In the nineteenth century, the sciences became increasingly specialized, professionalized, and institutionalized. Men, and it was almost always men, became fulltime physicists, chemists, or biologists. Departments were set up at universities, and journals specializing in a single discipline were founded. The modern scientific disciplines were born, and as the twentieth century progressed, subdisciplines multiplied. Scientific knowledge, both theoretical and practical, increased rapidly. Science became one of the pillars of modern industrial civilization. The social sciences followed the same course as the natural sciences. By the end of the nineteenth century, various fields of social science—anthropology, economics, political science, psychology, and sociology— had achieved the institutional form we now typically encounter as departments in colleges and universities.

Anthropology

Anthropology is usually divided into physical anthropology and cultural anthropology. Physical anthropologists, who study the physical characteristics of human beings in all their variability, generally reject race as a biological category and concentrate instead on complex genetic variability. This can be very useful to historians—for example, DNA evidence can help trace human migrations for which there is inadequate documentary evidence.

For cultural anthropologists, culture includes all the ways humans learn to behave. They are best known for studying the culture of “primitive” peoples—small, nonliterate societies. Among their discoveries is the finding that the people who live in these simpler societies are quite complex in their ways of life. In the latter part of the twentieth century, as isolated small societies became scarce, anthropologists began to adapt their techniques to more modern societies, and the anthropological definition of the term culture entered into common language, as in “Latino culture” or “corporate culture.”

The findings of cultural anthropologists are of great interest to world historians, who are interested in the progression from one type of society to another. By looking at hunter-gatherers now, or in the recent past, historians can catch a glimpse of how all humankind lived before the development of agriculture. By reading studies of autonomous horticultural societies and of larger chiefdoms they can see how more complex politics developed as sovereign units became larger.

Economics

As Adam Smith said, economics is the study of how goods and services circulate. Most economists study market or capitalist economies in which exchanges of goods and services are largely voluntary, and even when economists study non-market phenomena, such as taxes and government services, they use techniques adapted from studying markets. Of the social sciences, economics is the most like a natural science. Economists use mathematics extensively and most work within an agreed-upon paradigm.

Economics is usually divided into microeconomics and macroeconomics. Microeconomics is the study of markets for individual goods and the behavior of individual economic units, including both individuals and companies. Macroeconomics is the study of whole economies, usually at the level of a country, but including international economics. Macroeconomics is more relevant for historians, who often want to include a discussion of the economy in their studies.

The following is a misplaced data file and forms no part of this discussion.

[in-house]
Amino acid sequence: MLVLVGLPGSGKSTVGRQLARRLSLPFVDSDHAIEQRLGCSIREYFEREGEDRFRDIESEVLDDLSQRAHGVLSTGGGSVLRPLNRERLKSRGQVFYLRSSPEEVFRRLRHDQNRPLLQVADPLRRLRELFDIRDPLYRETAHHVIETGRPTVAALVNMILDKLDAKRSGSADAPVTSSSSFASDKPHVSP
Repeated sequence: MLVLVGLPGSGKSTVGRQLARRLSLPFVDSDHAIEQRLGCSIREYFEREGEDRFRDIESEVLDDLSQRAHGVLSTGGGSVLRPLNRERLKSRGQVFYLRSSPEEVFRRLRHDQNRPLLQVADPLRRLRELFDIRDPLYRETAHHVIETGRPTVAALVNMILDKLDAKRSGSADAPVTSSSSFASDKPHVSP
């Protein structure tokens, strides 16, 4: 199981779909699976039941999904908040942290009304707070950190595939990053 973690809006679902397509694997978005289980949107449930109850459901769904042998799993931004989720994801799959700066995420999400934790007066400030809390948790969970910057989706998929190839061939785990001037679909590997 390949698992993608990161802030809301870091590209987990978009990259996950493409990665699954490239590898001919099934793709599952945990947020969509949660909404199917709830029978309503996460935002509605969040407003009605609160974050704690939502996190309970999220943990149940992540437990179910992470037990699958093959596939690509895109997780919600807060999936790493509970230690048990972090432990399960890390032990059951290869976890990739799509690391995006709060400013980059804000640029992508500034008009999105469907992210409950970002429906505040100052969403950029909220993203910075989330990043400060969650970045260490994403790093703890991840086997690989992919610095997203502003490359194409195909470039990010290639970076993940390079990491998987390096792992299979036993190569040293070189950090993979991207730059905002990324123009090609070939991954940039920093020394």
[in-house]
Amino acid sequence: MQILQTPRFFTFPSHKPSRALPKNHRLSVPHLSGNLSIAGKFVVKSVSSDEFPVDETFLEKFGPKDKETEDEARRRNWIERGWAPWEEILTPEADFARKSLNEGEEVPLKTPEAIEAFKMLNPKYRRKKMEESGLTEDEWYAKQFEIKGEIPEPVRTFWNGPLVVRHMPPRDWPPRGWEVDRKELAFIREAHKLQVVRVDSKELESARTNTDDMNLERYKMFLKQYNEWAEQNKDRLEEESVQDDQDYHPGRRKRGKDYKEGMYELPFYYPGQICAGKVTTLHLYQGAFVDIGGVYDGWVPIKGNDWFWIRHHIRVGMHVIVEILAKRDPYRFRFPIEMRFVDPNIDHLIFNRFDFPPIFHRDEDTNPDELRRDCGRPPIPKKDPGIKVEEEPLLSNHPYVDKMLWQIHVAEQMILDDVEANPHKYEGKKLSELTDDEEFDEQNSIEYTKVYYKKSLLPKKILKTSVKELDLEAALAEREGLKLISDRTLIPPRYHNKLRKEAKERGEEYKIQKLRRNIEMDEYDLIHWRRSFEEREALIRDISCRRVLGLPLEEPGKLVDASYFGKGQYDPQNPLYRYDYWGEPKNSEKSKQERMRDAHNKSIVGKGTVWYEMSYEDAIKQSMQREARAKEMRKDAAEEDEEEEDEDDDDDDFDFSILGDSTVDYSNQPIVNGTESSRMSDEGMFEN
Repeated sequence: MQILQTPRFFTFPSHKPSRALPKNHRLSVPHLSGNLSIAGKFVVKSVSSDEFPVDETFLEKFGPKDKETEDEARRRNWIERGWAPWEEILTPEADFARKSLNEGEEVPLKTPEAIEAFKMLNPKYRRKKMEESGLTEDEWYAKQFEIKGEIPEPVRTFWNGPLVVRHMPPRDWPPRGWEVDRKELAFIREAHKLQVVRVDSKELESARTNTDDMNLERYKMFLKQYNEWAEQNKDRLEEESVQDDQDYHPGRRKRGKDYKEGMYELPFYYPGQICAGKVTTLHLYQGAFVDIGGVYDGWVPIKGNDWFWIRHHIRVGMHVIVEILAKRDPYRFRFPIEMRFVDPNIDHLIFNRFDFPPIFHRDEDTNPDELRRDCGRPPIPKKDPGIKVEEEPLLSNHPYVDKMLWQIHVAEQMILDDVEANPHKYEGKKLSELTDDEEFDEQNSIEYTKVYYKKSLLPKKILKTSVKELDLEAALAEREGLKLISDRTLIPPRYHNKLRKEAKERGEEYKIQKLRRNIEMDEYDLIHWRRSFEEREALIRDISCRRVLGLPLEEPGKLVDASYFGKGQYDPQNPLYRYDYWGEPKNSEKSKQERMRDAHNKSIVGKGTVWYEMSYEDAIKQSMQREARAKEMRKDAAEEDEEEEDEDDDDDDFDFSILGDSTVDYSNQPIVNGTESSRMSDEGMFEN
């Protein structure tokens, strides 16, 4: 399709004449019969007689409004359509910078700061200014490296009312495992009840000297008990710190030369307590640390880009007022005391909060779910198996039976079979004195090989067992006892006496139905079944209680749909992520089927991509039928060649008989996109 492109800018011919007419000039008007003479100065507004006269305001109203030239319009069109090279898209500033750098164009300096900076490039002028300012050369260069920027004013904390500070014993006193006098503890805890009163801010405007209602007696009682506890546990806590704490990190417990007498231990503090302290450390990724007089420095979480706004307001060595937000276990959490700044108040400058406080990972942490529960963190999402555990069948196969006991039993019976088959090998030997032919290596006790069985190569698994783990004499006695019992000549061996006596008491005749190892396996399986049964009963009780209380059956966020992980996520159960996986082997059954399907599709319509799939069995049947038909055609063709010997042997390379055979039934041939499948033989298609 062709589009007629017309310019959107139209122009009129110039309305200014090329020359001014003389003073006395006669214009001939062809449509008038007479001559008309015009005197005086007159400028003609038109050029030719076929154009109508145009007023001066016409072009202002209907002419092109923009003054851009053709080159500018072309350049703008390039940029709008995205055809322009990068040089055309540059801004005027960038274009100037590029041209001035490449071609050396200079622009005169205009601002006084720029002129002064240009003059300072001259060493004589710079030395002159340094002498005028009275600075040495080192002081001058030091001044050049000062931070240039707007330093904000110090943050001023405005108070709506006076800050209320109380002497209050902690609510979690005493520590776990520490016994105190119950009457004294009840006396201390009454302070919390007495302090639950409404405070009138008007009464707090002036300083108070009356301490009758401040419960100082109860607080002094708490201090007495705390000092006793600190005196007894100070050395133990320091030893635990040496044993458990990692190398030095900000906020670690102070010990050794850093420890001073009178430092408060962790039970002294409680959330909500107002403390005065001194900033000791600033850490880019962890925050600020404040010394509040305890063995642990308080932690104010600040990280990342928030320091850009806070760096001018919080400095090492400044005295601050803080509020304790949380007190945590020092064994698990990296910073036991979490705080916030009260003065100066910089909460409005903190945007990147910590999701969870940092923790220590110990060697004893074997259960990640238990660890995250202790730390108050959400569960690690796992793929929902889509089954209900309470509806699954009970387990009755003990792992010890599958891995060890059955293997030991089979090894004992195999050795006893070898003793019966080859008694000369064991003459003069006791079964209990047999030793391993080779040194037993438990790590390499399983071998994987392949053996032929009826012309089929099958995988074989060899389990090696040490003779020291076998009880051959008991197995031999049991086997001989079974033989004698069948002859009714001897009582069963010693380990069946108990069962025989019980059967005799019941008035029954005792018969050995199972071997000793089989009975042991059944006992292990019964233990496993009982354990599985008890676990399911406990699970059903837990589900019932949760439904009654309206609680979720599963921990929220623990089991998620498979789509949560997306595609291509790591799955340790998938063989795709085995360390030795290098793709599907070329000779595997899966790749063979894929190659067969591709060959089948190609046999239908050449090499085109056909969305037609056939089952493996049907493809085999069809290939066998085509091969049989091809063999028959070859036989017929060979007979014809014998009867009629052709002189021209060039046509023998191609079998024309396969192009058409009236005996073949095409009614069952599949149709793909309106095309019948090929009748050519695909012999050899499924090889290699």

History and economics meet in the well-established field of economic history, a subfield of both economics and history. Economic historians study one of the most important aspects of the human past, economic changes, using techniques of both economics and history.

Development economics, which studies how some countries became more developed than others and as a result have higher standards of living, is a related subfield. The questions it asks is of vital importance to the poor of the world, but also crucial to understanding how the world developed in the last two centuries.

Unfortunately there is no consensus among economists on the necessary and sufficient causes of economic development. Economic historians can teach us a great deal about how Britain became the first industrialized nation, but do not agree about why Britain, not France or China, was the first to industrialize.

Political Science

Political science, the study of how people are governed or govern themselves, goes back to Confucius and Mencius in China and Plato and Aristotle in Greece. These ancients were concerned with how the state worked and, more importantly, with how the state should work. The tradition of examining these questions continued with such familiar writers as Niccolo Machiavelli (1469–1527), John Locke (1632–1704), and James Madison (1751–1836). The intellectual descendants of these political theorists continue to work within the field of political science, and their subfield is called political philosophy. As its name implies, political philosophy is close to philosophy in method and content. It is also close to intellectual history, but there is a difference. A political philosopher and an intellectual historian may look at the same subject—for example, James Madison—but the political scientist will tend to look at Madison for what he can tell us about politics, while the historian will try to show how Madison’s thinking is a product of his time. The modern field of political science emerged at the end of the nineteenth century. As the name implies, many of the new political scientists wanted to make the discipline more scientific. They wanted it to be more relevant and more empirical so it would be better able to study the state as it worked in reality. Most contemporary political scientists belong to this tradition and carefully study various aspects of present-day politics in a democracy, including voting behavior, the influence of lobbying, and the relationship of state and local governments. Some political scientists use mathematical techniques and, as in other social sciences, there is a lively debate within the field about just how scientific political science is. For the study of world history, the most important subfields of political science are political philosophy, international relations, and comparative government.